Let the games begin! It’s that time of year where whatever budget goals you had in mind evaporate. While you are busy trying to get ready for Thanksgiving, the whole world seems to be heaven bent on redirecting your attention to spending for Christmas. The first sign of the chaos begins with the always dreaded email regarding office secret Santa. The next email surrounds deep discussions on where to have the team Christmas party, and my personal favorite, what should we buy the boss?
There is no sense in making annual resolutions regarding spending practices if you are already in debt by December 31st! You will have no choice but to limit your spending if your cards are already maxed out. Here are some hint-to-the-wise tips for office spending:
- Shop on the day after Thanksgiving to catch great sales.
- Keep colleague spending to minimum. Gifts won’t buy you any loyalty next year, but a token says I did think about you and value our relationship enough to wrap this package.
- Set holiday budgets after you have enjoyed Thanksgiving with close family and friends. These are the people that really matter in your life and they deserve your undivided attention. Once budget is set, don’t deviate. Don’t purchase apology gifts. Just say you are sorry!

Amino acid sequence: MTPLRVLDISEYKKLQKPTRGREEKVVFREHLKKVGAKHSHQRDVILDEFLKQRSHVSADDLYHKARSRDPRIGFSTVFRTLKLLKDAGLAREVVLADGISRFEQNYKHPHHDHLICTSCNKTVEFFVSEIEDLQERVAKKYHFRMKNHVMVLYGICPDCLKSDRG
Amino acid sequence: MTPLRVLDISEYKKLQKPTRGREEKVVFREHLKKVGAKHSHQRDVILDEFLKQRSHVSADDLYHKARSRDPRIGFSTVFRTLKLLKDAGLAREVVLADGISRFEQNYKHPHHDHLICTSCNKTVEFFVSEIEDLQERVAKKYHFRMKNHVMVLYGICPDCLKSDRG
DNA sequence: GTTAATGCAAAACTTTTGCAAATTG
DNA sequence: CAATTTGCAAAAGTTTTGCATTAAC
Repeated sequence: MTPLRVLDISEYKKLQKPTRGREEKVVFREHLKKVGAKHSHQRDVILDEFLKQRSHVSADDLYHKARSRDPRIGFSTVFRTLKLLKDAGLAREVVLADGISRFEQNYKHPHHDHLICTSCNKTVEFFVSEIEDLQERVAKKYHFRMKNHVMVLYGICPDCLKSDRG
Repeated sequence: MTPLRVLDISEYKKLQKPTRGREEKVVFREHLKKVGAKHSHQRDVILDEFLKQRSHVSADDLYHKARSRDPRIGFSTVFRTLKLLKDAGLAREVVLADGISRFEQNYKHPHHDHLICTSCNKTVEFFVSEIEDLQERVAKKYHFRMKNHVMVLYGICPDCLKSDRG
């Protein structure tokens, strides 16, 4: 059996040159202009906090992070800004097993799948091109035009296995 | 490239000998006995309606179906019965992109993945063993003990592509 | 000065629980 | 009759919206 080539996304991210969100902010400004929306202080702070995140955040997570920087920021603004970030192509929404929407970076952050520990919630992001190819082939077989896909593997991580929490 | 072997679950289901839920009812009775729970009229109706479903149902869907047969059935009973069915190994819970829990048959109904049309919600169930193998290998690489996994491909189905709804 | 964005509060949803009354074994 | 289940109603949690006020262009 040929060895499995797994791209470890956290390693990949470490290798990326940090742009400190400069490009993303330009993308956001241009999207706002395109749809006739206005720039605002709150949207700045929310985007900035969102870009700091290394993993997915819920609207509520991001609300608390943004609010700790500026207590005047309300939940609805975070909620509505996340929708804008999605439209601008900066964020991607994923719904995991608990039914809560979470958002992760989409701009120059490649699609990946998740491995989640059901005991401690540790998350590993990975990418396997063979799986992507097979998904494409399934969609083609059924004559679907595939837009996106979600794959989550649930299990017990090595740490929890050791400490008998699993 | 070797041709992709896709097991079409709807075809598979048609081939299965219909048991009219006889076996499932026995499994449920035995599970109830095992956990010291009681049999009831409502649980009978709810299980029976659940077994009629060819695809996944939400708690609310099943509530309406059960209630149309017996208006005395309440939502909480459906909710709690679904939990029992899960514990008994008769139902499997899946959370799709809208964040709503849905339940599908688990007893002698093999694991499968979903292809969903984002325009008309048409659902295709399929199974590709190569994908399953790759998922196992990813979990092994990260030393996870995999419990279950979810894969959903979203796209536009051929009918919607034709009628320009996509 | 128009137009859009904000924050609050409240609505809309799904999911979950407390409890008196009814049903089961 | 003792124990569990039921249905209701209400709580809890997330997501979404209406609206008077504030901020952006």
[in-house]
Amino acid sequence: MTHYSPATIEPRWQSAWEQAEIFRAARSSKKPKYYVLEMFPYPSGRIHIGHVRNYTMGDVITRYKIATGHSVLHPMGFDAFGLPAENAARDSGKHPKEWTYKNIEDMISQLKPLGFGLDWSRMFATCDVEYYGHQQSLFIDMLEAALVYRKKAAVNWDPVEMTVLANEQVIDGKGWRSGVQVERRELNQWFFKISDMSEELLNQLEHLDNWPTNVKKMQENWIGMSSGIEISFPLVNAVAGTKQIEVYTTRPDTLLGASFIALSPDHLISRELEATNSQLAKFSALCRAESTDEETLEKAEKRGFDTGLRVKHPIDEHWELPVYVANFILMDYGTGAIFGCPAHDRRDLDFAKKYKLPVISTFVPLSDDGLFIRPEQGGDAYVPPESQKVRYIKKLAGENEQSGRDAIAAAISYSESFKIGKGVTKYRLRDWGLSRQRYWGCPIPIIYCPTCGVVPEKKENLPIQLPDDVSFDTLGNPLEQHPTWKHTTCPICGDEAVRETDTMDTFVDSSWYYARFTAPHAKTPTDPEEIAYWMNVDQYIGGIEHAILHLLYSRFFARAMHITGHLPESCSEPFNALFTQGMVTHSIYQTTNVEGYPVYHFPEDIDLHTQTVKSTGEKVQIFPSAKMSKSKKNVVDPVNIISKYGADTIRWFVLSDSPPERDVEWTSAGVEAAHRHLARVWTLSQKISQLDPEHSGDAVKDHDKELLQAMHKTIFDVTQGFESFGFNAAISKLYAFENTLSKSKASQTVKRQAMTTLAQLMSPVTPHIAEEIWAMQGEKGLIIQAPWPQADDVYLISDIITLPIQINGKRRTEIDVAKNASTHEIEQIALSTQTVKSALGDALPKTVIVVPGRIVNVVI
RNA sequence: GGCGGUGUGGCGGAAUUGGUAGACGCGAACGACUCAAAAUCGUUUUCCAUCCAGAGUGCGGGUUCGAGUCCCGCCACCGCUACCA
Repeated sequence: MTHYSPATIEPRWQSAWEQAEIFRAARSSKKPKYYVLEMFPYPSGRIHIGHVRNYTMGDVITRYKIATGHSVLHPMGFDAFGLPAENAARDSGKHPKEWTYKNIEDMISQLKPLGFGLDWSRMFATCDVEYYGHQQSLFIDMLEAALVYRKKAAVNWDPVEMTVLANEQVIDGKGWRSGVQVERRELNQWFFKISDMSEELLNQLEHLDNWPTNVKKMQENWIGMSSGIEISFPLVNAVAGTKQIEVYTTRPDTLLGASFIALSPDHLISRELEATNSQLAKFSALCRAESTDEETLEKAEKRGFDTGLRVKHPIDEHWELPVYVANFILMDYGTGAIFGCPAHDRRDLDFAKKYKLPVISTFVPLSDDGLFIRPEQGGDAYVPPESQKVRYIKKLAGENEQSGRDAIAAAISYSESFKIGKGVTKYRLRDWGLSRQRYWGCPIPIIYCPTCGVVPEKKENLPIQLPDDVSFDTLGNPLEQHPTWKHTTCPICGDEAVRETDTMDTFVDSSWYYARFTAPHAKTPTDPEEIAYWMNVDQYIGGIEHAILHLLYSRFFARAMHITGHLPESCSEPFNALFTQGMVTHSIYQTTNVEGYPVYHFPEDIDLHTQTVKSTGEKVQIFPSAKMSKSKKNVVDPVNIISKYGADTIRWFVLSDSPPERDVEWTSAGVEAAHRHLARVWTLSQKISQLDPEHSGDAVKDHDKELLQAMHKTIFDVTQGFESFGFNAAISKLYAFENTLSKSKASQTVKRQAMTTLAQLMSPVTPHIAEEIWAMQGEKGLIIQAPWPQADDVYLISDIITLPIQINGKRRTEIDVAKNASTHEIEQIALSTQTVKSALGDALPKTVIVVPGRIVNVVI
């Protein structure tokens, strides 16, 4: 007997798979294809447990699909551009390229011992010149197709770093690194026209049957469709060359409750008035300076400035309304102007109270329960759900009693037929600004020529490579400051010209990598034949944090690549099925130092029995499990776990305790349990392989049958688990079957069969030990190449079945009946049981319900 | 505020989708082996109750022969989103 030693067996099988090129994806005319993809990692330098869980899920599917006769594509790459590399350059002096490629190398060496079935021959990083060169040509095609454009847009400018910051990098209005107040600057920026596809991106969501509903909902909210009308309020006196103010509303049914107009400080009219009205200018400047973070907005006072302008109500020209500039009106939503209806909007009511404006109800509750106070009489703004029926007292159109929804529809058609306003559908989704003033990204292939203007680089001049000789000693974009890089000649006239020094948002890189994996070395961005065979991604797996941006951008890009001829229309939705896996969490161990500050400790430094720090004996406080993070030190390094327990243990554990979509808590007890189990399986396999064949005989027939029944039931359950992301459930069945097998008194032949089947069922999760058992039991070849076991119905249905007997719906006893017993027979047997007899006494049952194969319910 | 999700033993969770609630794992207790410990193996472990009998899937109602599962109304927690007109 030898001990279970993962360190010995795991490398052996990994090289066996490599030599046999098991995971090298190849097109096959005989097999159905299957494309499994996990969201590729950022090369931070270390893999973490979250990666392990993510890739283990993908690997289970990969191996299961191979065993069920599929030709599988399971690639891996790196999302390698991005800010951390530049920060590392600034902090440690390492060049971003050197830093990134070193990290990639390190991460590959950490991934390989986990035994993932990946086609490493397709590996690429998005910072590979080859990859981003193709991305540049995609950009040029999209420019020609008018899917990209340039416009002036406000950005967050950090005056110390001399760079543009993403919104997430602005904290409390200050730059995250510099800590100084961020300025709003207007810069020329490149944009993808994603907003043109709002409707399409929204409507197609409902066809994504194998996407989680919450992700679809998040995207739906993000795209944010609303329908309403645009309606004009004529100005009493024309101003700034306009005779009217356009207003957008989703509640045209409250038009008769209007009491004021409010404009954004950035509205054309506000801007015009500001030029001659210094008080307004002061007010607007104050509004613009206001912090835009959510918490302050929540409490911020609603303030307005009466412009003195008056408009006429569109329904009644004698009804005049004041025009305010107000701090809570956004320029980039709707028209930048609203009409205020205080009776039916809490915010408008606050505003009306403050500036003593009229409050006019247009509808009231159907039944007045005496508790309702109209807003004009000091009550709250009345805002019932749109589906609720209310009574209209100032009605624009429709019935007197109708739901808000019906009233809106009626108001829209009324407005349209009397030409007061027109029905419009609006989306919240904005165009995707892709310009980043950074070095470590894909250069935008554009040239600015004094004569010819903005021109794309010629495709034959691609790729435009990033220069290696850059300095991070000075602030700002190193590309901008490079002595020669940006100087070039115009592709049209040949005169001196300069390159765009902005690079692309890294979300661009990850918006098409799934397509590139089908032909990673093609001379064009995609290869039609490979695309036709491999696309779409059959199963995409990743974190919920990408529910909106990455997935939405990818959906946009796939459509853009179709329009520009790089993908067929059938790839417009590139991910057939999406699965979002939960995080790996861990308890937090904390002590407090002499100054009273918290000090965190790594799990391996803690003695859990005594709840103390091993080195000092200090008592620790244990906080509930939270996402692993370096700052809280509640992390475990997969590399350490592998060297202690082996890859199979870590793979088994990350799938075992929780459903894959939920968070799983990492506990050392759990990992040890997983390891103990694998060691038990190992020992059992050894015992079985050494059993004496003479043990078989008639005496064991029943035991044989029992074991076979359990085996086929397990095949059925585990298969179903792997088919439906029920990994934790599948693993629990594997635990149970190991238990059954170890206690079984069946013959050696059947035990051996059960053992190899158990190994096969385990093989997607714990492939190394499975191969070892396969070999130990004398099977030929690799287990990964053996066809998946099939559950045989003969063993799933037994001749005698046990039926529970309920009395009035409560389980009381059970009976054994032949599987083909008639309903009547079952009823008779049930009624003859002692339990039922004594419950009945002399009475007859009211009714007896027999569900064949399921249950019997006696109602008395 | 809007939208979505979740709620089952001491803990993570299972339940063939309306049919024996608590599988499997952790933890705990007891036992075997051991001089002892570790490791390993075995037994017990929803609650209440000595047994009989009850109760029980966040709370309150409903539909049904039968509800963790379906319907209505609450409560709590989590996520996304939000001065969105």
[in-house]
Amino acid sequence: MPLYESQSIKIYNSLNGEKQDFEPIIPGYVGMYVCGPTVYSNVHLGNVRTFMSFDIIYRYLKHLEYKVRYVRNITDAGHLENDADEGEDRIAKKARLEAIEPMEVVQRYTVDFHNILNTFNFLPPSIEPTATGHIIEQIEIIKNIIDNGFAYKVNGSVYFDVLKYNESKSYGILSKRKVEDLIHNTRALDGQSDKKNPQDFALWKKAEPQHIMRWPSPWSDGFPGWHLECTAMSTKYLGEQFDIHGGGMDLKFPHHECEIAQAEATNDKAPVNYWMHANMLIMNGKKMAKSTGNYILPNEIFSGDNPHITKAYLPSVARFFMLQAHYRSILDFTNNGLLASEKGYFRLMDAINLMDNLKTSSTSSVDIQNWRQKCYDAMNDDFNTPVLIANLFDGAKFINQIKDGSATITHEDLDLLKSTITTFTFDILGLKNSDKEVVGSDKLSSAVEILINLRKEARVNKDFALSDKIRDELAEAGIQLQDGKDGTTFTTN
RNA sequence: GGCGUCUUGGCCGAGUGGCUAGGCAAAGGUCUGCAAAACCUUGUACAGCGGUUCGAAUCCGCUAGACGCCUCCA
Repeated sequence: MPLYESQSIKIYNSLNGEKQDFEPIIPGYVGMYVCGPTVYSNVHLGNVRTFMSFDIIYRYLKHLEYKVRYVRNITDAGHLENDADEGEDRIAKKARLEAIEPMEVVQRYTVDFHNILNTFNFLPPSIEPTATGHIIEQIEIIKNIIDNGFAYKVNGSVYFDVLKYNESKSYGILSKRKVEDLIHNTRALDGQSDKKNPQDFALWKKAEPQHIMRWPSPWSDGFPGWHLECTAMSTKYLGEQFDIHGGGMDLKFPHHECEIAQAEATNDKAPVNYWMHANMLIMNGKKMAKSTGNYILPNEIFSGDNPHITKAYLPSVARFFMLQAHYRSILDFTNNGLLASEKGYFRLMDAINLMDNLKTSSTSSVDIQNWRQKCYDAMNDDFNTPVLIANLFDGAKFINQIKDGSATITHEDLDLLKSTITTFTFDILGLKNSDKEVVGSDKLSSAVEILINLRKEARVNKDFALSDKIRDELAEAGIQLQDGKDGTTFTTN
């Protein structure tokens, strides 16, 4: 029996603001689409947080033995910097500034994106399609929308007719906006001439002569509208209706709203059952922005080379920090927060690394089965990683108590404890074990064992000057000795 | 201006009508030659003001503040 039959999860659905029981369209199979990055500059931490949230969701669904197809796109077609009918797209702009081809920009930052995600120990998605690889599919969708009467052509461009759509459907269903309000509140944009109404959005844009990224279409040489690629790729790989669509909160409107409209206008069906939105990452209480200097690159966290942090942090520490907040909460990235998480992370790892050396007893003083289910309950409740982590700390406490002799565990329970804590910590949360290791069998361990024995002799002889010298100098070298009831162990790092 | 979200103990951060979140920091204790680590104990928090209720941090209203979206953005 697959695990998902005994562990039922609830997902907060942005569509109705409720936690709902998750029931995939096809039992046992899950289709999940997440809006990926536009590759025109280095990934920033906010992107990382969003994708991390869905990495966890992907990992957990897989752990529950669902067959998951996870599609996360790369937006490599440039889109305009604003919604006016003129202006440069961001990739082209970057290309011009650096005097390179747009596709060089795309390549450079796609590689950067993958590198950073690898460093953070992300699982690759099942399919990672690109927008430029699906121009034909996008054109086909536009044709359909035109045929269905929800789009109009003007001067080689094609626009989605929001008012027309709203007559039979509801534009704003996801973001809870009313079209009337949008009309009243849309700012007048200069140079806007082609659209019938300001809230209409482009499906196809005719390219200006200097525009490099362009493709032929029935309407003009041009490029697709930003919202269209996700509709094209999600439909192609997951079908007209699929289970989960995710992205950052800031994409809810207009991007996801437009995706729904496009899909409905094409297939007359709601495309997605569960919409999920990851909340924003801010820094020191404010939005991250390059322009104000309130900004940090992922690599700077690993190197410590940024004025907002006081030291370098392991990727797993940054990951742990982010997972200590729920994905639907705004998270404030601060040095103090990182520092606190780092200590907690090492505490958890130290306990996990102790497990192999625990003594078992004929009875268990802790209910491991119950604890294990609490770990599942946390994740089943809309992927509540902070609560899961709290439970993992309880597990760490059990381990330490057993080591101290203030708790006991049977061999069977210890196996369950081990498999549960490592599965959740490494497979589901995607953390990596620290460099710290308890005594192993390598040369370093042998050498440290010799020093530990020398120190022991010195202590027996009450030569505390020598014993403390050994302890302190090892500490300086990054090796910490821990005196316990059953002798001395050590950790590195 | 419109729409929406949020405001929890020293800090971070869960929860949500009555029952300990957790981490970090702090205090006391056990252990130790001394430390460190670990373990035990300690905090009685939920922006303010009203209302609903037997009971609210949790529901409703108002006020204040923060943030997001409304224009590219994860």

- Write out appropriate gifts that are unisex to make it easier to shop such as hand sanitizer, cookies, and movie gift cards.
- Think green and don’t buy things that you would throw away.
- Don’t be afraid to say no to requests for spending outside of your budget.
- This is the perfect time to try out some local small business shops in your community that you have always wondered about. Instead of large department stores that can be hectic and offer horrible return policies, try the little quaint shop in-town that makes candles, jewelry, lotions or candy.
- Take the stress out of your holiday season by embracing gift cards.
One of the most important things to consider about the holiday season is that not everyone celebrates Thanksgiving or Christmas. Sometimes it has nothing to do with religious beliefs, but perhaps it’s due to depression because of the loss of a loved one or distaste for the commercialism of the season. Some people might not want to celebrate because they are too far away from family and can’t afford to go home. Be prepared to respect the opinions and wishes of those colleagues who are less than enthusiastic about celebrating. By all means be enclusive, but remain sensitive.
Although this is the season to be jolly, this is also the season of carelessness and folly. Remember to limit alcohol consumption when driving, and don’t leave candles or fireplaces burning when sleeping or away from home.